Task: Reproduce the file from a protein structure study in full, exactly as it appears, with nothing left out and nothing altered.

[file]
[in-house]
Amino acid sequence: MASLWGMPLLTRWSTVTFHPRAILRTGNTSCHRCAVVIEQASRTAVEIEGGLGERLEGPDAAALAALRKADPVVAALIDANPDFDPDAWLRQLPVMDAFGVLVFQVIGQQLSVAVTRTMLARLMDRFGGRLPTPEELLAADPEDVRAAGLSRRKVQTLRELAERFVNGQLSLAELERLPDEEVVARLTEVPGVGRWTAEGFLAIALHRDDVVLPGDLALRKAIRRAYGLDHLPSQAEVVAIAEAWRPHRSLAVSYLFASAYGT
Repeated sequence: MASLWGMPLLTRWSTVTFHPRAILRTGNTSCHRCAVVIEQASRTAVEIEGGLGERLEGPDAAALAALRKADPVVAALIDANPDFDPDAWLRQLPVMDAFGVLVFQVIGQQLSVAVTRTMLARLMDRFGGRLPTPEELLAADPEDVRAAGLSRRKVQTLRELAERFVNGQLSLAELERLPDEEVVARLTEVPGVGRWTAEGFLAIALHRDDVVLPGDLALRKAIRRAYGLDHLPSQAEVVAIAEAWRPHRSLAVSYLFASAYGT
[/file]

[in-house]
Amino acid sequence: MASLWGMPLLTRWSTVTFHPRAILRTGNTSCHRCAVVIEQASRTAVEIEGGLGERLEGPDAAALAALRKADPVVAALIDANPDFDPDAWLRQLPVMDAFGVLVFQVIGQQLSVAVTRTMLARLMDRFGGRLPTPEELLAADPEDVRAAGLSRRKVQTLRELAERFVNGQLSLAELERLPDEEVVARLTEVPGVGRWTAEGFLAIALHRDDVVLPGDLALRKAIRRAYGLDHLPSQAEVVAIAEAWRPHRSLAVSYLFASAYGT
Repeated sequence: MASLWGMPLLTRWSTVTFHPRAILRTGNTSCHRCAVVIEQASRTAVEIEGGLGERLEGPDAAALAALRKADPVVAALIDANPDFDPDAWLRQLPVMDAFGVLVFQVIGQQLSVAVTRTMLARLMDRFGGRLPTPEELLAADPEDVRAAGLSRRKVQTLRELAERFVNGQLSLAELERLPDEEVVARLTEVPGVGRWTAEGFLAIALHRDDVVLPGDLALRKAIRRAYGLDHLPSQAEVVAIAEAWRPHRSLAVSYLFASAYGT